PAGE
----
traverse

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traverse

1. a gallery or loft inside a building that crosses it
2. Maths another name for transversal
3. Nautical the zigzag course of a vessel tacking frequently
4. Law the formal denial of a fact alleged in the opposite party's pleading
5. Mountaineering a horizontal move across a face
Collins Discovery Encyclopedia, 1st edition © HarperCollins Publishers 2005
The following article is from The Great Soviet Encyclopedia (1979). It might be outdated or ideologically biased.

Traverse

 

a barrier built, or formed naturally from earth or rocks, across a trench or in front of the entrance to a fortification to protect personnel from enfilade fire, artillery shrapnel, or aerial bombing. Traverses may be built to project from one side or both sides of a trench, or they may overhang a trench in the form of a bank of earth supported by a wooden or reinforced-concrete framework. A bank behind the rear slope of a trench is called a rear traverse if it is not equipped for firing.

The Great Soviet Encyclopedia, 3rd Edition (1970-1979). © 2010 The Gale Group, Inc. All rights reserved.

traverse

[tra′vərs]
(engineering)
A survey consisting of a set of connecting lines of known length, meeting each other at measured angles. Also known as survey traverse.
Movement to right or left on a pivot or mount, as of a gun, launcher, or radar antenna.
(geology)
A line of survey or sampling across a thin section of geological region.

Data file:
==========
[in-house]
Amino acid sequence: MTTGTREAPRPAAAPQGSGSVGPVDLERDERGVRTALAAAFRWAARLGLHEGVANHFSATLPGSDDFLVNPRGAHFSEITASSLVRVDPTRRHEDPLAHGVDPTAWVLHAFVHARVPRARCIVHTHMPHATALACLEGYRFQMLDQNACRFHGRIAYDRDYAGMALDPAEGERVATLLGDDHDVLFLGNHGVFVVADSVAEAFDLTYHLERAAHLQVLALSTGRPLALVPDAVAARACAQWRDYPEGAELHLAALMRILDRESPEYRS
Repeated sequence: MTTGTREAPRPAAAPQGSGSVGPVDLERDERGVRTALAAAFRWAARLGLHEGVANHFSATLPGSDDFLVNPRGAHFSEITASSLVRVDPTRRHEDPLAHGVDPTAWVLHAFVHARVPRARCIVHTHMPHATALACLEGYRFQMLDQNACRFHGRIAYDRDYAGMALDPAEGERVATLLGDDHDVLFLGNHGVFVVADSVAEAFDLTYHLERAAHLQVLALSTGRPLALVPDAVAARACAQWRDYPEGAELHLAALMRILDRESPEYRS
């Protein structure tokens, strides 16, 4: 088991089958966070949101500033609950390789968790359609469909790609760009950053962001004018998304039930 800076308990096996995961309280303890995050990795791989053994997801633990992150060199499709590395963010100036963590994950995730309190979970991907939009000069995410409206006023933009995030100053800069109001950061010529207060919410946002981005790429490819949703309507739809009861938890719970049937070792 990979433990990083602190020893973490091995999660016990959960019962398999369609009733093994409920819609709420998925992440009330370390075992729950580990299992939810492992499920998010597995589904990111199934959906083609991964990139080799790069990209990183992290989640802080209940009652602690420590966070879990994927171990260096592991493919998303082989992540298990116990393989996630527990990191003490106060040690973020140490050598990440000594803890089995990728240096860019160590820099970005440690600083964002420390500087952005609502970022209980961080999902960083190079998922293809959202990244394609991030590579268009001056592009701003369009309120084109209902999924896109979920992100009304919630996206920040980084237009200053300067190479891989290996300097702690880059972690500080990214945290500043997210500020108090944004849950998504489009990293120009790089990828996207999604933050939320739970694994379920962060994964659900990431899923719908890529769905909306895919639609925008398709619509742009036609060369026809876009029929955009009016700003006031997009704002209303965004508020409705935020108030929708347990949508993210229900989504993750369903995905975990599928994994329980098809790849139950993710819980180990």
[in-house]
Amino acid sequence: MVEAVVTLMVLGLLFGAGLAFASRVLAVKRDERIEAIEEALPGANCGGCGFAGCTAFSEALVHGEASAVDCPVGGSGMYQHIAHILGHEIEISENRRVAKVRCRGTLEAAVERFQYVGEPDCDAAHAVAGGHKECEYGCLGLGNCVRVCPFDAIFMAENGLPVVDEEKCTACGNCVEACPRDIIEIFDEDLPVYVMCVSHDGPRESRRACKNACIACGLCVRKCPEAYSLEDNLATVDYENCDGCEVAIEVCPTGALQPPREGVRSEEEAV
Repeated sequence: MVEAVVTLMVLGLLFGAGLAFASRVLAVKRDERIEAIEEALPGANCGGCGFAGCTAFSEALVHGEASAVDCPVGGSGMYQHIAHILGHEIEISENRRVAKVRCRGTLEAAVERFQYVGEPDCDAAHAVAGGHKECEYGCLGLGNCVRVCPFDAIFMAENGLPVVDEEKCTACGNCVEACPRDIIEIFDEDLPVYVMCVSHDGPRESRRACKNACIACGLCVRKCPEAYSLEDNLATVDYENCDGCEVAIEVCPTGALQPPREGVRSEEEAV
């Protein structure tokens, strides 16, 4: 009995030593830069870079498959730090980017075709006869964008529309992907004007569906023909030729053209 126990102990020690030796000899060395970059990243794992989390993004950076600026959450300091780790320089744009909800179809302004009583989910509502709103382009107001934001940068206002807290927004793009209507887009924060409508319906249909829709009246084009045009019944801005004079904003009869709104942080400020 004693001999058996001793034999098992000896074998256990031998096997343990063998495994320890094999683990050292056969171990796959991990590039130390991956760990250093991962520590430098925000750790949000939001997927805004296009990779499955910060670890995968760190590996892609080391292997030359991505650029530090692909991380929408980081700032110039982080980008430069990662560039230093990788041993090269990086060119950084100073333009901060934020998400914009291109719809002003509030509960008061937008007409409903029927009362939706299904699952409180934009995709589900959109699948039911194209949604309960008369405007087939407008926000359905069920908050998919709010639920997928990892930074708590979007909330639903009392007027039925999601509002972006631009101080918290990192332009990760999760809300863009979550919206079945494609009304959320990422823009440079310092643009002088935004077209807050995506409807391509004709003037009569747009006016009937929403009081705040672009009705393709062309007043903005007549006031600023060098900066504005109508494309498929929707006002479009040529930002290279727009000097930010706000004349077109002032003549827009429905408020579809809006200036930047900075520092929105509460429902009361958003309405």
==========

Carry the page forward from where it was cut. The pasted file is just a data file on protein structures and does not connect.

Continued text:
(meteorology)
A westerly wind in central France; it is moderate to strong, generally squally, humid and thundery in summer, especially on slopes facing west; it is cold in winter and spring and brings snow or hail showers.
(navigation)
A series of directions and distances, as those involved when a sailing vessel beats into the wind or a steam vessel zigzags.
McGraw-Hill Dictionary of Scientific & Technical Terms, 6E, Copyright © 2003 by The McGraw-Hill Companies, Inc.

traverse

1. A screen, railing, or other barrier across an opening to allow passage from one place to another by an official or dignitary, but to discourage unauthorized entry.
2. Same as survey traverse.
McGraw-Hill Dictionary of Architecture and Construction. Copyright © 2003 by McGraw-Hill Companies, Inc.

traverse

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References in periodicals archive ?
Thomas Traversa from France dominated the competition, taking first place ahead of Germany's Dany Bruch and Julien Taboulet of Spain in third.
(3) Institute of Biomolecular Chemistry, Cancer Genetics Unit, CNR, Traversa La Crucca 3, 07040 Sassari, Italy
Associated subvolcanic bodies of transitional affinity have been recognised intruding the mentioned coeval sediments in several localities of the Cantabrian-Pyrenean domain (e.g., Lago et al., 2004a) and southern France (Lapierre et al., 1999) or intruding plutonic rocks in the Pyrenees (Gil et al., 2011), the Catalonian Coastal Ranges (Ubide et al., 2010) and Corsica-Sardinia (Traversa et al., 2003).
He charted his epic journey and will be talking about Traversa, his engaging account of this remarkable trail, at Netherton Library on November 17 from 2pm-3pm and at Formby Library on November 24 from 6.30pm-7.30pm.
quando la velocita del desiderio a traversa le pericolose turbolenze bassa atmo sfera di pensiero denso e vischioso affuoca insidioso affettuoso pan ottico attenta amichevolmente la resistenza alla trasparenza 3.
Fran walked across Africa solo, from Namibia''s Skeleton Coast to the Indian Ocean near Zanzibar, a 3,000-mile trek taking nearly a year, which is documented in his book Traversa. The free event starts at 2pm and places must be reserved.